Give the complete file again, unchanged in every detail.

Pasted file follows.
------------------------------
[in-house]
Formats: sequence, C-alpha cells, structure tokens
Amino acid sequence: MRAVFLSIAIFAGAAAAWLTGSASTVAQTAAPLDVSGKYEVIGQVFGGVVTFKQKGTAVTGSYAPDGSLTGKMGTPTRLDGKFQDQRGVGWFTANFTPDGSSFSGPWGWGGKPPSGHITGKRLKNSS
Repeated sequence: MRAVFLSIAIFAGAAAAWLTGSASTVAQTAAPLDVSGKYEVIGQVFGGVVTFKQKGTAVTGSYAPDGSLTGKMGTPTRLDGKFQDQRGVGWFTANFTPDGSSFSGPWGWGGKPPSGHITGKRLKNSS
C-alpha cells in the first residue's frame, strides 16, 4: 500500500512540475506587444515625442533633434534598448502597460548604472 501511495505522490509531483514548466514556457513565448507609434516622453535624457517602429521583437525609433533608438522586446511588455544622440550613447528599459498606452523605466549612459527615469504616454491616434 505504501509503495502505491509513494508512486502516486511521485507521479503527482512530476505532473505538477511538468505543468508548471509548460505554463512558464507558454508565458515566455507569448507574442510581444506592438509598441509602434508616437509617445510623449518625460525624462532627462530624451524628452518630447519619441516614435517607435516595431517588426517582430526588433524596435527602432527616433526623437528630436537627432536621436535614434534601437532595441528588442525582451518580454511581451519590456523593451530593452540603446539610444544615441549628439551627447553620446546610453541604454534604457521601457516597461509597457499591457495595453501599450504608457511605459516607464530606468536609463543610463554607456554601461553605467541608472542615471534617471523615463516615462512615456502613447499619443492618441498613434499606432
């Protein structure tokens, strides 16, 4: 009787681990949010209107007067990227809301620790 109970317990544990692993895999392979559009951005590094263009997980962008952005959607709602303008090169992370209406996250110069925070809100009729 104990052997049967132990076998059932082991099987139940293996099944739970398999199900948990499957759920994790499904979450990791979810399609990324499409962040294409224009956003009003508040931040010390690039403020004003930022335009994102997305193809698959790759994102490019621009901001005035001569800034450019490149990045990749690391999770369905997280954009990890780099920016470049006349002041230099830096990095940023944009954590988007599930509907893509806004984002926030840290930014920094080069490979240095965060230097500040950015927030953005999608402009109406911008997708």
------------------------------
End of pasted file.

[in-house]
Formats: sequence, C-alpha cells, structure tokens
Amino acid sequence: MRAVFLSIAIFAGAAAAWLTGSASTVAQTAAPLDVSGKYEVIGQVFGGVVTFKQKGTAVTGSYAPDGSLTGKMGTPTRLDGKFQDQRGVGWFTANFTPDGSSFSGPWGWGGKPPSGHITGKRLKNSS
Repeated sequence: MRAVFLSIAIFAGAAAAWLTGSASTVAQTAAPLDVSGKYEVIGQVFGGVVTFKQKGTAVTGSYAPDGSLTGKMGTPTRLDGKFQDQRGVGWFTANFTPDGSSFSGPWGWGGKPPSGHITGKRLKNSS
C-alpha cells in the first residue's frame, strides 16, 4: 500500500512540475506587444515625442533633434534598448502597460548604472 501511495505522490509531483514548466514556457513565448507609434516622453535624457517602429521583437525609433533608438522586446511588455544622440550613447528599459498606452523605466549612459527615469504616454491616434 505504501509503495502505491509513494508512486502516486511521485507521479503527482512530476505532473505538477511538468505543468508548471509548460505554463512558464507558454508565458515566455507569448507574442510581444506592438509598441509602434508616437509617445510623449518625460525624462532627462530624451524628452518630447519619441516614435517607435516595431517588426517582430526588433524596435527602432527616433526623437528630436537627432536621436535614434534601437532595441528588442525582451518580454511581451519590456523593451530593452540603446539610444544615441549628439551627447553620446546610453541604454534604457521601457516597461509597457499591457495595453501599450504608457511605459516607464530606468536609463543610463554607456554601461553605467541608472542615471534617471523615463516615462512615456502613447499619443492618441498613434499606432
């Protein structure tokens, strides 16, 4: 009787681990949010209107007067990227809301620790 109970317990544990692993895999392979559009951005590094263009997980962008952005959607709602303008090169992370209406996250110069925070809100009729 104990052997049967132990076998059932082991099987139940293996099944739970398999199900948990499957759920994790499904979450990791979810399609990324499409962040294409224009956003009003508040931040010390690039403020004003930022335009994102997305193809698959790759994102490019621009901001005035001569800034450019490149990045990749690391999770369905997280954009990890780099920016470049006349002041230099830096990095940023944009954590988007599930509907893509806004984002926030840290930014920094080069490979240095965060230097500040950015927030953005999608402009109406911008997708």